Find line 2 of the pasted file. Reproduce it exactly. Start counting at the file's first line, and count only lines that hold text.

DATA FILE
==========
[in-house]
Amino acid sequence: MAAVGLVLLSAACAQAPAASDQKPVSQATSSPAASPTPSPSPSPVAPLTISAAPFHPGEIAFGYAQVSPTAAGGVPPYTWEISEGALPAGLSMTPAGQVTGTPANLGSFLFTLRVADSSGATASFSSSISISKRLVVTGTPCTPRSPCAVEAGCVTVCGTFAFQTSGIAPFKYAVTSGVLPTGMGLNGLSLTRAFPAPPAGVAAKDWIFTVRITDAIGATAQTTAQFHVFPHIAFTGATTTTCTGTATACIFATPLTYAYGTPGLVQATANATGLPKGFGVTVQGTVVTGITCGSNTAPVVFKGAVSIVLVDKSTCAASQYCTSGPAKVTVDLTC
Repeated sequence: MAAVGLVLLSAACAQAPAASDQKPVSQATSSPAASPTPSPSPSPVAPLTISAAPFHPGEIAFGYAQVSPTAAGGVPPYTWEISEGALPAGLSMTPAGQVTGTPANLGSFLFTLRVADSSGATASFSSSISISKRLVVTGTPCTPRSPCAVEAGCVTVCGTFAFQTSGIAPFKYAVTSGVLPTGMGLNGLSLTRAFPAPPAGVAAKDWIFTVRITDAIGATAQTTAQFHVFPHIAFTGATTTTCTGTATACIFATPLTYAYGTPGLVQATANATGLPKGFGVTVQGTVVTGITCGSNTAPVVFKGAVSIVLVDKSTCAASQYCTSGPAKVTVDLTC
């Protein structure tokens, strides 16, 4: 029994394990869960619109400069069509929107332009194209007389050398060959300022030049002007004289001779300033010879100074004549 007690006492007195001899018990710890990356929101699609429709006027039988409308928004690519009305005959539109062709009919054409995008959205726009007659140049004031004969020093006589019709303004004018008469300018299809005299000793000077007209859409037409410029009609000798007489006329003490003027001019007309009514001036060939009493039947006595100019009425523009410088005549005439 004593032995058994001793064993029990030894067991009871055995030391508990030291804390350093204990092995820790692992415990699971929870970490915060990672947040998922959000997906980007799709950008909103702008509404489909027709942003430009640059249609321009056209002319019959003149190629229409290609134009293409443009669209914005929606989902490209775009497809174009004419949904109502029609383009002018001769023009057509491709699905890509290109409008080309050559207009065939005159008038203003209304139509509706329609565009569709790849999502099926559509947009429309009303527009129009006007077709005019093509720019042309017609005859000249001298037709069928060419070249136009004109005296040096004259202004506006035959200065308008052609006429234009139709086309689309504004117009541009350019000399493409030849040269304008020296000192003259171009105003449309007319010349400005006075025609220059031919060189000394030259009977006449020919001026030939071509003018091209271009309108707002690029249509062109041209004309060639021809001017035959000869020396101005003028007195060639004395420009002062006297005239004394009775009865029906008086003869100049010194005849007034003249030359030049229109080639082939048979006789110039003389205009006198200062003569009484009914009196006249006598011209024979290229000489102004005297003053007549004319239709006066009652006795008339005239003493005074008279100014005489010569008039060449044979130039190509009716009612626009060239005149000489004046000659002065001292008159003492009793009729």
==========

Amino acid sequence: MAAVGLVLLSAACAQAPAASDQKPVSQATSSPAASPTPSPSPSPVAPLTISAAPFHPGEIAFGYAQVSPTAAGGVPPYTWEISEGALPAGLSMTPAGQVTGTPANLGSFLFTLRVADSSGATASFSSSISISKRLVVTGTPCTPRSPCAVEAGCVTVCGTFAFQTSGIAPFKYAVTSGVLPTGMGLNGLSLTRAFPAPPAGVAAKDWIFTVRITDAIGATAQTTAQFHVFPHIAFTGATTTTCTGTATACIFATPLTYAYGTPGLVQATANATGLPKGFGVTVQGTVVTGITCGSNTAPVVFKGAVSIVLVDKSTCAASQYCTSGPAKVTVDLTC